“Similar but harder” was Nick’s unhelpful assessment but, thankfully, Rich’s response was more elaborate. “Not as viscous. Cleaner. Seems slightly calmer in the mouth. Dryer, for sure.”
Nick reckons he could “notice the extra booze” and felt it had “a more instant bitterness and grainy flavours. Still a bit spicy.” He then returned to his daft North African theme, droning on about a “strange clash of bitter acidity and perfumed oil that you get in Moroccan tagines.” Rich started to ramble. “Sharper. Doesn’t taste as alcoholic at first, but the familiar burn makes its presence known. Definitely a grower. With each mouthful, hoppy bite and alcohol reveals itself. The cat has returned through the catflap, after pretending it has been out hunting, rather than relieving itself in my raised bed.”
Showing signs of booze weariness, Nick could only muster “back of throat metallic bitterness”, while Rich invented a new words of praise: “Sublibe [sic]. Sliky [sic] smooth, balanced, long lasting hop taste.”
Alcohol may have started to take its toll on their senses, but both beers were extremely well received. Nick whined about “fuzzy eyes. Struggling to read golf scores” while Rich’s boozy deterioration was more pronounced. “Feeling rather pissed” he scrawled. “Emotional. Just. So. nice. Sniffing the glass right now.”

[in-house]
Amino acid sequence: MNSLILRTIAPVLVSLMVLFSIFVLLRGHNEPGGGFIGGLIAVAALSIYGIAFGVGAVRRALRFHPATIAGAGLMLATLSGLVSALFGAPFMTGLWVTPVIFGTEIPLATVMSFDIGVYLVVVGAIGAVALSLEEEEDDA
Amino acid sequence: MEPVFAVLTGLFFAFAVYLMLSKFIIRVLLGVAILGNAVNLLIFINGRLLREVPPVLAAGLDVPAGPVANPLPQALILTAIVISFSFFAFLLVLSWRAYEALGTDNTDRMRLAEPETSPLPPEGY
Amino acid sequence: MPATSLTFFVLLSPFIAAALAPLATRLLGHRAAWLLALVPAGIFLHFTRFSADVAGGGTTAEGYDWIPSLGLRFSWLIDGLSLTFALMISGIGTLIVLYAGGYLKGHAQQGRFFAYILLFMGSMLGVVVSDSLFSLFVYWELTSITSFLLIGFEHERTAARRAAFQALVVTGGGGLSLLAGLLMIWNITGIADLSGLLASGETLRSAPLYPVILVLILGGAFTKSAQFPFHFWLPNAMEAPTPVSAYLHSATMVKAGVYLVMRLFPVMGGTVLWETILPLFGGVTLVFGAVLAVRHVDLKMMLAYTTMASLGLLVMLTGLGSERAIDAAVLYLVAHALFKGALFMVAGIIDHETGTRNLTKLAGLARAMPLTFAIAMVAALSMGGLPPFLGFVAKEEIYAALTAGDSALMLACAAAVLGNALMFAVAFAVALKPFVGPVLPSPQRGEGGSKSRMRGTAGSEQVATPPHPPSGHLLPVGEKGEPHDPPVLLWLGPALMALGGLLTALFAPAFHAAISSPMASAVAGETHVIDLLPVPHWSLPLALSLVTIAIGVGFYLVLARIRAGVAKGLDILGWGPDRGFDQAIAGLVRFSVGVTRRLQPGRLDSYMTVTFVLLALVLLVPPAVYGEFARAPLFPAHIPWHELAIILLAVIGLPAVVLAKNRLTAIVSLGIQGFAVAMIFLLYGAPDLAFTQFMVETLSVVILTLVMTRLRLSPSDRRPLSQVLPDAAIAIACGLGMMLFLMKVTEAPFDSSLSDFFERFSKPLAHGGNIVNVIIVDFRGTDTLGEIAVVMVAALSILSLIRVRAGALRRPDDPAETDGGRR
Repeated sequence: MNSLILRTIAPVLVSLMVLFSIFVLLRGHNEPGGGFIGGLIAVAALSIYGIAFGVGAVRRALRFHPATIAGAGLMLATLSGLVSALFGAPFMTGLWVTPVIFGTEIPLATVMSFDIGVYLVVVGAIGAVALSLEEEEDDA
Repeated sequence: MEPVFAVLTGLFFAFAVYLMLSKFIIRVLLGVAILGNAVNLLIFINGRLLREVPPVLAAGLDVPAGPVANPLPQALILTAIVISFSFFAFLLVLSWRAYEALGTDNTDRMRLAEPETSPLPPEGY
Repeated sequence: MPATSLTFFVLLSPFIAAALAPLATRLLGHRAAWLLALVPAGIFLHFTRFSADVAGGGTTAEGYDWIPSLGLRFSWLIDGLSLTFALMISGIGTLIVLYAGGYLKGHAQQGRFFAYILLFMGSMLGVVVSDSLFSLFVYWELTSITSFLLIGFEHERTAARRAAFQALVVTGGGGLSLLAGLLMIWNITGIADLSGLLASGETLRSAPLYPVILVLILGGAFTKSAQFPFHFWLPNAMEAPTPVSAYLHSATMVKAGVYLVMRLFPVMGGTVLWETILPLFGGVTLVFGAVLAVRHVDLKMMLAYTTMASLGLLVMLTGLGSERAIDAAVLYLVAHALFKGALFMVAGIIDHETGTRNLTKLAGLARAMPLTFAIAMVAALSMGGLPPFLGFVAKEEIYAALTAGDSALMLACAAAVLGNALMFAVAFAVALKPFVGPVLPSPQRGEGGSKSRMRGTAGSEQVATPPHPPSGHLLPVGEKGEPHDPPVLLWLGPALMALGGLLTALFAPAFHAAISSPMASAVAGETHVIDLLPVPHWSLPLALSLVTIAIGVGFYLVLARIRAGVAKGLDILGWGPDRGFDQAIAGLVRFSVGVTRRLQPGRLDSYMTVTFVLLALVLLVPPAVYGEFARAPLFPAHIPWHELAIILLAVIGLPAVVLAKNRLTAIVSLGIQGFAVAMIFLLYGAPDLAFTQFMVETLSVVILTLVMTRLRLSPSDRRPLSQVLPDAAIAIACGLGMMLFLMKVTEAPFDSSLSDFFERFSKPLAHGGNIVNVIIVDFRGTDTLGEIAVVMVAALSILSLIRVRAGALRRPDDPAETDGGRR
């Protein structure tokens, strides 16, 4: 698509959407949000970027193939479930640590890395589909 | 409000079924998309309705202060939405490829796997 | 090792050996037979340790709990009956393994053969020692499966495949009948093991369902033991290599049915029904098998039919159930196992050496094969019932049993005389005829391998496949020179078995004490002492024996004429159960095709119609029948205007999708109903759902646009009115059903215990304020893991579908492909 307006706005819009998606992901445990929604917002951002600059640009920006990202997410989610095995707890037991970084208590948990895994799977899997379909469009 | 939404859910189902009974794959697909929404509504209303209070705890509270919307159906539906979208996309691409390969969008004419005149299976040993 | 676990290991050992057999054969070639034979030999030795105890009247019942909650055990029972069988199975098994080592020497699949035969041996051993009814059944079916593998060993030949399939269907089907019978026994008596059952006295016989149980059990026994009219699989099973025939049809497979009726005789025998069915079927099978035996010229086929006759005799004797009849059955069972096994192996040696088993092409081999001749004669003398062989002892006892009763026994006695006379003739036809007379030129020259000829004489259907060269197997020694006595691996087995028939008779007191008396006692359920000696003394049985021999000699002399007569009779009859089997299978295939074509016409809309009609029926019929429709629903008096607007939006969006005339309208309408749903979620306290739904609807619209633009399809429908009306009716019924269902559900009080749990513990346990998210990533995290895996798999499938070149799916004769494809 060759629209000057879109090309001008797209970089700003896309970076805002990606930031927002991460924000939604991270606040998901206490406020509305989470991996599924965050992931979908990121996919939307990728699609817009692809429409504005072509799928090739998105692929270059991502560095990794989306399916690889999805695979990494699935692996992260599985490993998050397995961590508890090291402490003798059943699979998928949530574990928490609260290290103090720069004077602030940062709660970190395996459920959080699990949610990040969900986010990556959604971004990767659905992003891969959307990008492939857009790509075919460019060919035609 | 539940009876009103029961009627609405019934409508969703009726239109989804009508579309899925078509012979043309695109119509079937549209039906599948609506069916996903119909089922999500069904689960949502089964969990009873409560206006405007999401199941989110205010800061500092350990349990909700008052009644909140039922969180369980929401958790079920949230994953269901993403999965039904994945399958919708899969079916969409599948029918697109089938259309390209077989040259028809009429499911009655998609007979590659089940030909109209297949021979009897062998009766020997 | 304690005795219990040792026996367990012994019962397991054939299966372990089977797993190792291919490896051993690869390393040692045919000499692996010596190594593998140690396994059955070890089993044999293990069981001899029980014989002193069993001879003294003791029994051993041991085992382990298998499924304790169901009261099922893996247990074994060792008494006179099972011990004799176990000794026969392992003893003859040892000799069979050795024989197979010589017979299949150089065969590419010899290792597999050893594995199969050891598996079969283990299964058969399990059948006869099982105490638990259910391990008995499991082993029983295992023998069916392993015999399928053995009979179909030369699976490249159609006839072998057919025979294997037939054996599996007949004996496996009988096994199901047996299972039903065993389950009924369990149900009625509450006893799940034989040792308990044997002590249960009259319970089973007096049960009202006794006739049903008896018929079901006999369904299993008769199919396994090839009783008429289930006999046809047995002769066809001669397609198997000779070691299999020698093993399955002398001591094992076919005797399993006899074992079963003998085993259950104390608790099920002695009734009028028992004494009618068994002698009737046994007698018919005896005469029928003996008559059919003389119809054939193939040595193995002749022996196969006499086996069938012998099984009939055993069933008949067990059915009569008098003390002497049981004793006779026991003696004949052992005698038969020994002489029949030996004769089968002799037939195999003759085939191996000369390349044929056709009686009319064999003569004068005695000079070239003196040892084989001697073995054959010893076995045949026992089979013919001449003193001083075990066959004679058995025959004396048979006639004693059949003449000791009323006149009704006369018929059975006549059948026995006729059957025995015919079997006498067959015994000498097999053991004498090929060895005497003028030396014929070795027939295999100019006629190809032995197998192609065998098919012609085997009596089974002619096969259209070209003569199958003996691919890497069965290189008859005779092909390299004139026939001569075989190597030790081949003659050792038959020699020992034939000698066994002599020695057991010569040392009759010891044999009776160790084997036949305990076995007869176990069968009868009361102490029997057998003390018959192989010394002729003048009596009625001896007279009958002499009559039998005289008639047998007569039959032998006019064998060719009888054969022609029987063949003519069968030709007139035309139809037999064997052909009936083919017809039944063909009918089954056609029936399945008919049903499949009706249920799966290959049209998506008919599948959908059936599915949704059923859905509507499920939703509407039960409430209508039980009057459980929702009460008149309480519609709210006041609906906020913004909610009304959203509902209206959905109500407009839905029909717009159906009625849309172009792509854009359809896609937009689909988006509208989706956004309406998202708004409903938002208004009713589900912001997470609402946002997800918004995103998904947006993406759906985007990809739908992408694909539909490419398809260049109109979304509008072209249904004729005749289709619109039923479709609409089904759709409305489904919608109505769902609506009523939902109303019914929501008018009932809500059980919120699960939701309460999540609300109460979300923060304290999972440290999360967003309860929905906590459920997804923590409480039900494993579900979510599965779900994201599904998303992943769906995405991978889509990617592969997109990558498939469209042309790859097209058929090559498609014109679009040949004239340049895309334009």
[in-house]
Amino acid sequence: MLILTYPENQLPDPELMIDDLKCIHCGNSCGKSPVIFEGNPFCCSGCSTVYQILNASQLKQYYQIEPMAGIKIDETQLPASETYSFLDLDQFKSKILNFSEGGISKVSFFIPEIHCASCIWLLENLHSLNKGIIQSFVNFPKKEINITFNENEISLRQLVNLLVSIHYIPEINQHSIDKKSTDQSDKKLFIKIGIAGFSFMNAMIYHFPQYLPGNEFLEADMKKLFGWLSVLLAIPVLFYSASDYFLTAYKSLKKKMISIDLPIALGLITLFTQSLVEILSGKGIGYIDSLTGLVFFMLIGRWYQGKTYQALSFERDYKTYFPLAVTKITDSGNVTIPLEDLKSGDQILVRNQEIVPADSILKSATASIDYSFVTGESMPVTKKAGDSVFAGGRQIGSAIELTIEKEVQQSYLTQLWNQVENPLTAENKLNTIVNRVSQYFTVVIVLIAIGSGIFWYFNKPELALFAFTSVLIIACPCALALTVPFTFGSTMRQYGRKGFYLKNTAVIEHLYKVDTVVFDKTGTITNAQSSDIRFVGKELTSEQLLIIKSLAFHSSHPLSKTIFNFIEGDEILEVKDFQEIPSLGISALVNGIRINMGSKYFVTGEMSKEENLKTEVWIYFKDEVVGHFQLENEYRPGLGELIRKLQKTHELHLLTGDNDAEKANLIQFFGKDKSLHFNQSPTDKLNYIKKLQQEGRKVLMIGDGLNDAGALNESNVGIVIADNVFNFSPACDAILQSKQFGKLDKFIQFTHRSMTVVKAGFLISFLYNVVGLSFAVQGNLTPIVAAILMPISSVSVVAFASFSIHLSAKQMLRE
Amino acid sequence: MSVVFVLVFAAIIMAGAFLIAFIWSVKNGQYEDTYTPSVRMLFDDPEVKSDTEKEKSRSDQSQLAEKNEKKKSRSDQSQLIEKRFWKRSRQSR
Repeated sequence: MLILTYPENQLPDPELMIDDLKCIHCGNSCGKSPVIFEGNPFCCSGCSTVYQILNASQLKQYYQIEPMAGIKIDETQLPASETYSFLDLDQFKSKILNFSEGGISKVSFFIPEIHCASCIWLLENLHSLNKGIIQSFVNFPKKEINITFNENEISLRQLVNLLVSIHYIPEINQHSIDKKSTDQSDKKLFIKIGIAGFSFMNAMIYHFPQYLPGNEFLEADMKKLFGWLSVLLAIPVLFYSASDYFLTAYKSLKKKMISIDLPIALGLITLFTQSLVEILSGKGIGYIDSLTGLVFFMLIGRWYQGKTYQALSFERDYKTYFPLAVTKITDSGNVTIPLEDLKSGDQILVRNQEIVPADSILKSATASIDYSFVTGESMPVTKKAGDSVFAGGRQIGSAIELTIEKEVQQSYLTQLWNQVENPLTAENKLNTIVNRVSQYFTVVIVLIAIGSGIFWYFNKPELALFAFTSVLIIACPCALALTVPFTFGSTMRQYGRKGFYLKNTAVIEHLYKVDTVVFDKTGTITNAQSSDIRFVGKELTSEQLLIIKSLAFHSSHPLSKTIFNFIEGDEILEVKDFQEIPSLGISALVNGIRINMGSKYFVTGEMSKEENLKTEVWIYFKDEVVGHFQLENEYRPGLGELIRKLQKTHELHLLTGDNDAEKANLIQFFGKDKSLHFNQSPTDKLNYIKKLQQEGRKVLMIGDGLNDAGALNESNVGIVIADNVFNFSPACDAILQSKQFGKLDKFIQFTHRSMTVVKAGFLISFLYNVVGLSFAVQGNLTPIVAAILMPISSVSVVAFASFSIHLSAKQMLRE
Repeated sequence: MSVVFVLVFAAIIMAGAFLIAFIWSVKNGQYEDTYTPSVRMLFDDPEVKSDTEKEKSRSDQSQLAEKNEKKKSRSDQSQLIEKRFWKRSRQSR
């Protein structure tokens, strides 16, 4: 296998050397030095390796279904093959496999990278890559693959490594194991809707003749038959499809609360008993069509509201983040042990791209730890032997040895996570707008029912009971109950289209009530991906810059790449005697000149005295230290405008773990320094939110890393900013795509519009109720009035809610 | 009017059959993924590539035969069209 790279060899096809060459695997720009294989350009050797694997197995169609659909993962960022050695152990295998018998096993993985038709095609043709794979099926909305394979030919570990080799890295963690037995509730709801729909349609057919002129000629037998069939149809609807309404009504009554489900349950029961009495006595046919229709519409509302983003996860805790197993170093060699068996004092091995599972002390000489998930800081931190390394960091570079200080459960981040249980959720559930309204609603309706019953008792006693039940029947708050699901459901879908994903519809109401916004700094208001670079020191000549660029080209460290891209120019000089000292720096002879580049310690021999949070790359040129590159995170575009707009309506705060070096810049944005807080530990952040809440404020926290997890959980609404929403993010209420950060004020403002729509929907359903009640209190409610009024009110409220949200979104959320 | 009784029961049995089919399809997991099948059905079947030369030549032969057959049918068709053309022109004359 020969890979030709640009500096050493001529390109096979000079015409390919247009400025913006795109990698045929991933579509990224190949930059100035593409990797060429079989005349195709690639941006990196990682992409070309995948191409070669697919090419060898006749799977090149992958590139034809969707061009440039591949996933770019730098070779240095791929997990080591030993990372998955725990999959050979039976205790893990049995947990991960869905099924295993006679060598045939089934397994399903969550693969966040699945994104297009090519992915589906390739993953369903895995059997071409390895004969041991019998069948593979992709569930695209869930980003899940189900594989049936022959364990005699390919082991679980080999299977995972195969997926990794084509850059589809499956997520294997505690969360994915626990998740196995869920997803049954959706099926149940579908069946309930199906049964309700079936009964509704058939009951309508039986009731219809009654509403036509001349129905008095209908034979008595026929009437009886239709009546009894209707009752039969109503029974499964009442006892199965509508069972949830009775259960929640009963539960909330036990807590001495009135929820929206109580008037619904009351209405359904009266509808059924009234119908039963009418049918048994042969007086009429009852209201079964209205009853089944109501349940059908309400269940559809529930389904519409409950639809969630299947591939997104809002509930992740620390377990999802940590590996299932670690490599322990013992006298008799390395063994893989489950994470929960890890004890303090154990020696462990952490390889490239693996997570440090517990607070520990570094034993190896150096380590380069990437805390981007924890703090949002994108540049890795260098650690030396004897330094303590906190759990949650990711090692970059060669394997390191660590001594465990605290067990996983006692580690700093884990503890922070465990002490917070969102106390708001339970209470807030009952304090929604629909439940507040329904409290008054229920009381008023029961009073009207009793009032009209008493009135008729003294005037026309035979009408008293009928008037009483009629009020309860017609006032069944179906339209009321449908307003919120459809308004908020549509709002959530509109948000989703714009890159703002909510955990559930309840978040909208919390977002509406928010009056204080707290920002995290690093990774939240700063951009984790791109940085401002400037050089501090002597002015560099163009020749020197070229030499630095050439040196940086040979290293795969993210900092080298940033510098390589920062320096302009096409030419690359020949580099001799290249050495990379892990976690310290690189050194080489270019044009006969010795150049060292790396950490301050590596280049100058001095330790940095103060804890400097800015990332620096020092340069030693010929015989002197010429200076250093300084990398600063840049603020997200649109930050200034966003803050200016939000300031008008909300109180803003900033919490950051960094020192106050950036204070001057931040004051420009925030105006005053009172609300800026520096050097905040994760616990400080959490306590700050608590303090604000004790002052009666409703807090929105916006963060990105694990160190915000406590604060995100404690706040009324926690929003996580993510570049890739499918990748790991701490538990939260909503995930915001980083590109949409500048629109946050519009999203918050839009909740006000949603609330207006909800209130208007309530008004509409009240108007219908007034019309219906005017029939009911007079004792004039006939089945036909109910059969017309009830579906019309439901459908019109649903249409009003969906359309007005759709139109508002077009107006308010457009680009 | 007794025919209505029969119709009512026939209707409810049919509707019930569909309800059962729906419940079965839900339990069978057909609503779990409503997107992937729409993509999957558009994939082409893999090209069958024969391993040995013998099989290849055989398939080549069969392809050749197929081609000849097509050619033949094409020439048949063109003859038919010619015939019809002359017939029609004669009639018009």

Through his beer haze, Nick just about managed to sum up the Duvel differences, albeit without making much sense. “Duvel lives up to its ‘Champagne of beer’ tag, while the Tripel Hop was an angrier offering, like Champagne with girders.” On the other hand, Rich’s notes descended into the whitterings of a booze-addled madman. “Forgot how bloody good Belgian beers are. Easy to get carried away with American xxx, but the Belgians. Peerless. Heres a beer. Undersated genius. Making it look easy. I bloody love you, duvel, And your green brethren. Swear not to take you for grsanted. Want crisps. What about breadsticks. Breadsticks are OK. How about humus dips? Is AMtch of the Day still on? The boxing has started. Cant afford the pay per view. Wheres the radio. Gonna text Nick on how much I love Duvel”
Brewery: Duvel Moortgat, Breendonk-Puurs, Belgium
Beer name: Duvel / Duvel Tripel Hop 2016 (HBC-291)
Strength: 8.5% / 9.5%
Hops used: Saaz, Styrian Golding / + Experimental hop 291
*Ask Rich if it’s a good idea to run up a Flemish sand-dune with a Duvel induced hangover.
Thanks to Rupert Ponsonby for securing the booze for our tasting session.